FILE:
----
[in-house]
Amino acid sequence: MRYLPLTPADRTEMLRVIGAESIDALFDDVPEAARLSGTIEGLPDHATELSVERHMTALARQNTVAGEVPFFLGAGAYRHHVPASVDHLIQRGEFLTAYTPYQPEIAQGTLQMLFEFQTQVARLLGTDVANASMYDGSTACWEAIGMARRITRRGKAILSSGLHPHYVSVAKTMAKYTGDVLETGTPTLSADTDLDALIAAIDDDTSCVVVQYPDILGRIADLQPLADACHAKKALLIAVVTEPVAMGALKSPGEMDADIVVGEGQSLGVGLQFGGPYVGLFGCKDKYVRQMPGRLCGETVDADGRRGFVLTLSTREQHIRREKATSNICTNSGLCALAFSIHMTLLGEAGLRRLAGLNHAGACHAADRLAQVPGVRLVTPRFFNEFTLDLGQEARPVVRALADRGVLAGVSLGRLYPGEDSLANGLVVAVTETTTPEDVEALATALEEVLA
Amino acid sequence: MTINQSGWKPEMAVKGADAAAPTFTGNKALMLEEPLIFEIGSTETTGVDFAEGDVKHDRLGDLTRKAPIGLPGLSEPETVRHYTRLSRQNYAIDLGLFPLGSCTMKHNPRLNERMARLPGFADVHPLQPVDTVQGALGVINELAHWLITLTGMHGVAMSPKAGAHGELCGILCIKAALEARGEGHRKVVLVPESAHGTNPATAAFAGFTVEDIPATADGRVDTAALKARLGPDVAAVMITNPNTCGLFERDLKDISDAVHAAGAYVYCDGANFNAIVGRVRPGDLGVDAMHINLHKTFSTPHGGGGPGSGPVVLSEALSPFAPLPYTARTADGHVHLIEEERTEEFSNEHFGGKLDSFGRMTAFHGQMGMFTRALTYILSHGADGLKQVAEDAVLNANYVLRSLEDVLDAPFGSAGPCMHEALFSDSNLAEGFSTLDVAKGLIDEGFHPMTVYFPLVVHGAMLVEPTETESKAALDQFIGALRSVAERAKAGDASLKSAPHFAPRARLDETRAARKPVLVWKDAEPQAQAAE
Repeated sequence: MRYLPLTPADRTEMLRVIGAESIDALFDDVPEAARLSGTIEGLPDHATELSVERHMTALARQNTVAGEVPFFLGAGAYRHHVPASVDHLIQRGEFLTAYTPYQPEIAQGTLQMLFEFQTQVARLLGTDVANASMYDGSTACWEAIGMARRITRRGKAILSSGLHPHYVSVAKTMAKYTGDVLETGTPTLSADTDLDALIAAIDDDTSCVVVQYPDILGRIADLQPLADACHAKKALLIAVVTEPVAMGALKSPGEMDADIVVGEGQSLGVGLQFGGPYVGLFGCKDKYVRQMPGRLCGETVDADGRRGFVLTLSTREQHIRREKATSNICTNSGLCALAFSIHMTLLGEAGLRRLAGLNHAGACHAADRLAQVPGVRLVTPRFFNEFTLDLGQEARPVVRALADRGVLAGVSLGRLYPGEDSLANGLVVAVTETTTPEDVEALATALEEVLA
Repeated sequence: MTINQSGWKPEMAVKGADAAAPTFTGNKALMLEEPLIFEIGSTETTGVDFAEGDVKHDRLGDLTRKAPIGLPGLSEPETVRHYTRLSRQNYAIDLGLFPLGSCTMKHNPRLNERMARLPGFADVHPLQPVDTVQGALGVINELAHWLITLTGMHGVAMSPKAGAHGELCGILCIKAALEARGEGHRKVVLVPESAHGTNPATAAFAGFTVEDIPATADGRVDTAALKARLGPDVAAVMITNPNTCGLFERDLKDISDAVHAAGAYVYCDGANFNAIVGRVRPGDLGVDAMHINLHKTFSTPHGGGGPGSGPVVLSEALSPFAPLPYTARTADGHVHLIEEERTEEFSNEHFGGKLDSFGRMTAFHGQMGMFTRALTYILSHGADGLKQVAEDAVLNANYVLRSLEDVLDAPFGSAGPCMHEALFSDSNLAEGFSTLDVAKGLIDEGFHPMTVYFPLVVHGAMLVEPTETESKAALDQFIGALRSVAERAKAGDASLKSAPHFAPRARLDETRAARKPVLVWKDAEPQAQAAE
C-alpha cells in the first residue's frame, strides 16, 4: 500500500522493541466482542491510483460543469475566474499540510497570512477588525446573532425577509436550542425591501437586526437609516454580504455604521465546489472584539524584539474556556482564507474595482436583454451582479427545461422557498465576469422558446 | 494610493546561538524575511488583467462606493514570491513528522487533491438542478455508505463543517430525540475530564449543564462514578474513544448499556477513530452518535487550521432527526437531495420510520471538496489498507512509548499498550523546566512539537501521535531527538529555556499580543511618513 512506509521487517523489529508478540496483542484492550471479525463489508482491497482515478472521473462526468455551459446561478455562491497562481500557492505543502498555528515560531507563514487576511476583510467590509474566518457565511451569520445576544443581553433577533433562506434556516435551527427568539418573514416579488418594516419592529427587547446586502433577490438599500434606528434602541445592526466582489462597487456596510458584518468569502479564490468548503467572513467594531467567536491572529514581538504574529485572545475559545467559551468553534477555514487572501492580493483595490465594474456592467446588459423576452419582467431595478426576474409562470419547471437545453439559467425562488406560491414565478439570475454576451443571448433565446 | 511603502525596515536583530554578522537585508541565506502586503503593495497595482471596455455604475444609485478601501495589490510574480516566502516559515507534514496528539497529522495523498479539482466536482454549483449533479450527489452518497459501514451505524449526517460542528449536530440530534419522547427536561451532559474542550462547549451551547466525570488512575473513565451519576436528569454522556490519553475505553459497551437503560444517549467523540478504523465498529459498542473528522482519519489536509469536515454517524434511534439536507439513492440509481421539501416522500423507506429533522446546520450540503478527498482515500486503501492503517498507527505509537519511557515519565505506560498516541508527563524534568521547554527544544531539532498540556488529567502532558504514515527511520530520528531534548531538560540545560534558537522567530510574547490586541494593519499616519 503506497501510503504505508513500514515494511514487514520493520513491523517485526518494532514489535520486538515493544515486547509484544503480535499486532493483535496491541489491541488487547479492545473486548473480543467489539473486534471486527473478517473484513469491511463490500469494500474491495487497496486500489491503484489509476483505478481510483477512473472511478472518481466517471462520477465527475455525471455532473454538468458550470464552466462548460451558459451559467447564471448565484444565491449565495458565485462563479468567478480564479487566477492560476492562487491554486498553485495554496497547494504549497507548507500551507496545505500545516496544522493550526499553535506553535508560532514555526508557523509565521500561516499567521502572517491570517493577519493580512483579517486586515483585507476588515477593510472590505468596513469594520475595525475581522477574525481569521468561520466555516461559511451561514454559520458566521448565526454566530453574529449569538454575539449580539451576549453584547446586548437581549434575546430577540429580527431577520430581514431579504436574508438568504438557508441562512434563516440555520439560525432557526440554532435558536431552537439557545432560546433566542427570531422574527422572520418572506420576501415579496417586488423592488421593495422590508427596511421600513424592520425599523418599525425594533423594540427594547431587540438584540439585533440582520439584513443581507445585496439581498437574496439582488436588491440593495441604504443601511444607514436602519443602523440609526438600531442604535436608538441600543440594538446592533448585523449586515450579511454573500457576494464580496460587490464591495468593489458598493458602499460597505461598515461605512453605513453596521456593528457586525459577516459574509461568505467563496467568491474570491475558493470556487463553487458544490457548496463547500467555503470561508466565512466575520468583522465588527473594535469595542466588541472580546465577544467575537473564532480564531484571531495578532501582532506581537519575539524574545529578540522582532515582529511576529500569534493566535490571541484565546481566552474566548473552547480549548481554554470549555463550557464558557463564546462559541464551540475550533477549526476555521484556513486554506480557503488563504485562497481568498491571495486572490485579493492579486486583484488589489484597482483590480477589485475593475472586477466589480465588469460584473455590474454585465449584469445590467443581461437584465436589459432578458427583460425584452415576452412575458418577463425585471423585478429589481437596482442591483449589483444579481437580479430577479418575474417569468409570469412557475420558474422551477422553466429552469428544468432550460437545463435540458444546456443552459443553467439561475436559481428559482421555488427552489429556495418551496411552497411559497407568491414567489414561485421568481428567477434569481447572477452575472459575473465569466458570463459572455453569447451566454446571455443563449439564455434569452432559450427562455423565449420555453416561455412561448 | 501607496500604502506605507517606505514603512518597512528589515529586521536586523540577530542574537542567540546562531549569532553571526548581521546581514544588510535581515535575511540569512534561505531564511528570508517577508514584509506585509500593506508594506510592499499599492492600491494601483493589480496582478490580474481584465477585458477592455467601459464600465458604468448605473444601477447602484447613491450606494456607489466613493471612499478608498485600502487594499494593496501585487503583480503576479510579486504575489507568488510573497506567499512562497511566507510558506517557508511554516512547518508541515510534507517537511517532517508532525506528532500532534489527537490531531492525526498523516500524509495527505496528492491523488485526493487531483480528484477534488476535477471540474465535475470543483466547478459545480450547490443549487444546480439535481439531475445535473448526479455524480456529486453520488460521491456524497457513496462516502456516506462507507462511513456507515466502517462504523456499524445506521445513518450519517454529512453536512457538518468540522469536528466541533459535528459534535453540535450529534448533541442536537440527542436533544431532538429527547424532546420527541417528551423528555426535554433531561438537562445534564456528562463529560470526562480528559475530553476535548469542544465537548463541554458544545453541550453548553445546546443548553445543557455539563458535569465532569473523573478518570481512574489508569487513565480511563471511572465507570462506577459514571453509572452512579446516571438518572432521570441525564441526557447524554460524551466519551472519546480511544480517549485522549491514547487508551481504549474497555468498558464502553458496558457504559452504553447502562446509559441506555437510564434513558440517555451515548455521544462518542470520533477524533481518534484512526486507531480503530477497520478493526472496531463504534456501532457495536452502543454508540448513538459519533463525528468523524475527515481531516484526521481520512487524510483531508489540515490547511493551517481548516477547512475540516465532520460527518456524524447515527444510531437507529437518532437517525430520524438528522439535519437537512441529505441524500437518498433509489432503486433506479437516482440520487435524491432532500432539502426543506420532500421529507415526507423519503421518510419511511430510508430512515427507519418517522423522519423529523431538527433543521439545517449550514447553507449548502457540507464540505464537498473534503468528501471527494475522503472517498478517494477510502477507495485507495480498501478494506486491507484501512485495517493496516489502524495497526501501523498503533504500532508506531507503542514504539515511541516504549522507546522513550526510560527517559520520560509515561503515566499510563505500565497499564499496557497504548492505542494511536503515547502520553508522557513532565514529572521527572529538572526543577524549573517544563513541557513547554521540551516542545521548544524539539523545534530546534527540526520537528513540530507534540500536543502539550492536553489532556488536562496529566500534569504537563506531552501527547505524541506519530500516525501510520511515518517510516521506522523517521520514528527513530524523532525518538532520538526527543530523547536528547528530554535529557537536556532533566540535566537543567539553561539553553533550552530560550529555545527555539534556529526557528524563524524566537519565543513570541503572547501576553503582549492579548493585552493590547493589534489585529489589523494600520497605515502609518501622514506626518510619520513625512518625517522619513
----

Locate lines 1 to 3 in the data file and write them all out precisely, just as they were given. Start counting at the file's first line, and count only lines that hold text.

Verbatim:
[in-house]
Amino acid sequence: MRYLPLTPADRTEMLRVIGAESIDALFDDVPEAARLSGTIEGLPDHATELSVERHMTALARQNTVAGEVPFFLGAGAYRHHVPASVDHLIQRGEFLTAYTPYQPEIAQGTLQMLFEFQTQVARLLGTDVANASMYDGSTACWEAIGMARRITRRGKAILSSGLHPHYVSVAKTMAKYTGDVLETGTPTLSADTDLDALIAAIDDDTSCVVVQYPDILGRIADLQPLADACHAKKALLIAVVTEPVAMGALKSPGEMDADIVVGEGQSLGVGLQFGGPYVGLFGCKDKYVRQMPGRLCGETVDADGRRGFVLTLSTREQHIRREKATSNICTNSGLCALAFSIHMTLLGEAGLRRLAGLNHAGACHAADRLAQVPGVRLVTPRFFNEFTLDLGQEARPVVRALADRGVLAGVSLGRLYPGEDSLANGLVVAVTETTTPEDVEALATALEEVLA
Amino acid sequence: MTINQSGWKPEMAVKGADAAAPTFTGNKALMLEEPLIFEIGSTETTGVDFAEGDVKHDRLGDLTRKAPIGLPGLSEPETVRHYTRLSRQNYAIDLGLFPLGSCTMKHNPRLNERMARLPGFADVHPLQPVDTVQGALGVINELAHWLITLTGMHGVAMSPKAGAHGELCGILCIKAALEARGEGHRKVVLVPESAHGTNPATAAFAGFTVEDIPATADGRVDTAALKARLGPDVAAVMITNPNTCGLFERDLKDISDAVHAAGAYVYCDGANFNAIVGRVRPGDLGVDAMHINLHKTFSTPHGGGGPGSGPVVLSEALSPFAPLPYTARTADGHVHLIEEERTEEFSNEHFGGKLDSFGRMTAFHGQMGMFTRALTYILSHGADGLKQVAEDAVLNANYVLRSLEDVLDAPFGSAGPCMHEALFSDSNLAEGFSTLDVAKGLIDEGFHPMTVYFPLVVHGAMLVEPTETESKAALDQFIGALRSVAERAKAGDASLKSAPHFAPRARLDETRAARKPVLVWKDAEPQAQAAE